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Receive Feedback on Your Poetry!

Want some honest and objective feedback on your poetry from someone who knows poetry? Here’s a great opportunity with the Writer’s Digest Advanced Poetry Writing course. The entire focus of this course is writing poetry and finding new ways to go about the writing and re-writing process.

Click to continue.

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Pre-selling the Poetry Collection
My press, Press 53, provides its authors with an opportunity to host a pre-order event before the book is released. I jumped at the opportunity, because signing and selling books of poetry is such a novel concept. In this post, I share what I learned about connecting with readers and pre-selling books.

Releasing the Poetry Collection
On the “official” release date for my book, I was at the nation’s largest book festival, but I wasn’t reading from or promoting my book. I was enjoying the work of others and taking a day of rest for getting through my first book and actually completing the whole “get a book published” resolution finally.

Moving Past the Poetry Collection
After my day of rest, I got back to the work of being a poet. Yes, there’s the promotion of the book after the release, but the book is not a finish line–just a stone along the path of a poet’s existence. There are new poems to create and re-create. New books to read. Lessons to learn.

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Robert Lee Brewer

Robert Lee Brewer

Robert Lee Brewer is Senior Content Editor of the Writer’s Digest Writing Community and now a published author. He edits books, creates blog posts, writes a poetry column for Writer’s Digest magazine, edits a free weekly newsletter on publishing, and lots of other fun writing-related stuff. Voted Poet Laureate of the Blogosphere in 2010, Brewer curates the Insta-poetry series for Virginia Quarterly Review. He’s married to the poet Tammy Foster Brewer, who helps him keep track of their five little poets (four boys and one princess). Follow him on Twitter @robertleebrewer.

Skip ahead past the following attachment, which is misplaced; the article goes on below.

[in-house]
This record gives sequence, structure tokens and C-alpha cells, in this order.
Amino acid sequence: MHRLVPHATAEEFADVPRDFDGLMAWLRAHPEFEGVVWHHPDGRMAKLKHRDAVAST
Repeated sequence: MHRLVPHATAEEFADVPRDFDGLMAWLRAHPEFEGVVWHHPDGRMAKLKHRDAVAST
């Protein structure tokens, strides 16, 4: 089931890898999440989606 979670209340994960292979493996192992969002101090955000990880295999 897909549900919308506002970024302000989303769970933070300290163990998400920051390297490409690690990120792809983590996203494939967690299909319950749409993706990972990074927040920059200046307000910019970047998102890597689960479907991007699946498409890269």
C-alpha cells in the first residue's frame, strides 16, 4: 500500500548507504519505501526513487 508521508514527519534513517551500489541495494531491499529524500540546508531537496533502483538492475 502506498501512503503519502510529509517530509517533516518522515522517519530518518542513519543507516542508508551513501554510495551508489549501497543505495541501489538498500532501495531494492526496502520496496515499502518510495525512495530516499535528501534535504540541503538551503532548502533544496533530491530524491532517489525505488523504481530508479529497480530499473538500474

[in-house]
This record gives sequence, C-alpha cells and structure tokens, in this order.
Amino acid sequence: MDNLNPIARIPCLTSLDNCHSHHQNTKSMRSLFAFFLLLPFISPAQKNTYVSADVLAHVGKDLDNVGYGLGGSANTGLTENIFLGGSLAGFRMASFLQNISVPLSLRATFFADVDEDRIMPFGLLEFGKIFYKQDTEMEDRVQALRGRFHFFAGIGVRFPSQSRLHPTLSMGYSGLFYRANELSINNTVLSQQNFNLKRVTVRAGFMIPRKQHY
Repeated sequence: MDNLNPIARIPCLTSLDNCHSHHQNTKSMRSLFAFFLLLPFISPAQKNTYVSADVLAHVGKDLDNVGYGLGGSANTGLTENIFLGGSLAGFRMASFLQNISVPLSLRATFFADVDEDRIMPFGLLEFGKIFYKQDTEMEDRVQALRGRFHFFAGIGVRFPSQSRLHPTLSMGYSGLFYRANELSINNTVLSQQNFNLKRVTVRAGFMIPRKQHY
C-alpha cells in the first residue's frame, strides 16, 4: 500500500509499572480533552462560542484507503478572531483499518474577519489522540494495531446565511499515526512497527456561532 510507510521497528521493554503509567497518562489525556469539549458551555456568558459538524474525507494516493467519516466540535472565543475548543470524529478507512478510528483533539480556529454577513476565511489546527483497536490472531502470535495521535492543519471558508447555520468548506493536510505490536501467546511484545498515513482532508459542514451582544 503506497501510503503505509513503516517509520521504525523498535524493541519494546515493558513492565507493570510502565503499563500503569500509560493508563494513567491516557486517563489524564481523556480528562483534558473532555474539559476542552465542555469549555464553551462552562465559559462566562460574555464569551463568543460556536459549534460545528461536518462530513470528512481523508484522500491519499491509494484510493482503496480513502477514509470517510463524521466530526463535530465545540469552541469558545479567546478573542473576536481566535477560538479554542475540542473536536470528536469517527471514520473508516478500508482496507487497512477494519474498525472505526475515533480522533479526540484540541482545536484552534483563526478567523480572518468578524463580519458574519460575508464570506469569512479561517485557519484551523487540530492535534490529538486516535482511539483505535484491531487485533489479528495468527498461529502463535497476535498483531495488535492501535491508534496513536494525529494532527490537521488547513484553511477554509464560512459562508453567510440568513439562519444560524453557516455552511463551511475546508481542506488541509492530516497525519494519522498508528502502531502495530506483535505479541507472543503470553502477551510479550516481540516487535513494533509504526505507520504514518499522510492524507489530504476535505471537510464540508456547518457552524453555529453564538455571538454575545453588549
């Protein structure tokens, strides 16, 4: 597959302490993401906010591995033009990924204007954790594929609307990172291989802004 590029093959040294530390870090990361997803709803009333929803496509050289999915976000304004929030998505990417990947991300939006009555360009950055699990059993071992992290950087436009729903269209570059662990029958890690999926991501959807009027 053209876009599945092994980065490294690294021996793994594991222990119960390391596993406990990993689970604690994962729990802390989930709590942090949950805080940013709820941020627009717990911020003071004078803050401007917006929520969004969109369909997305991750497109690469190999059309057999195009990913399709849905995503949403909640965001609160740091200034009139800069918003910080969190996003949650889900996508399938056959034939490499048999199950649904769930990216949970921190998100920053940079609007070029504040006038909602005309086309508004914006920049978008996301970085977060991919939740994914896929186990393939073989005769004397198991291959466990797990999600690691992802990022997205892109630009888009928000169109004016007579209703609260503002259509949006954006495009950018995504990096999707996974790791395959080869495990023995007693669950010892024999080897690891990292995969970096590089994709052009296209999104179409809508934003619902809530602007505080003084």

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About Robert Lee Brewer

Senior Content Editor, Writer's Digest Community.

2 Responses to Getting a Poetry Collection Published: From Submission to the Next Project

  1. Marie Elena says:

    Robert,

    Your free-sharing of every step, and collecting it all in this one-stop post is indicative of your magnanimous self. You really do want to see others succeed. I’m happy for what you have accomplished (and will continue to accomplish), and thankful that I have been given the opportunity to associate myself with your leadership.

    Thank you so much for all you do for us.

    • PressOn says:

      I’d like to echo those sentiments. As one who has never published, save for a few poems over many years, your series was instructive. In a larger sense, however, as Marie suggests, your work goes beyond this series, or even this blog. You offer encouragement and share your experience and wisdom in many ways, many more, I’m sure, than I’m aware of. Thank you for all of that.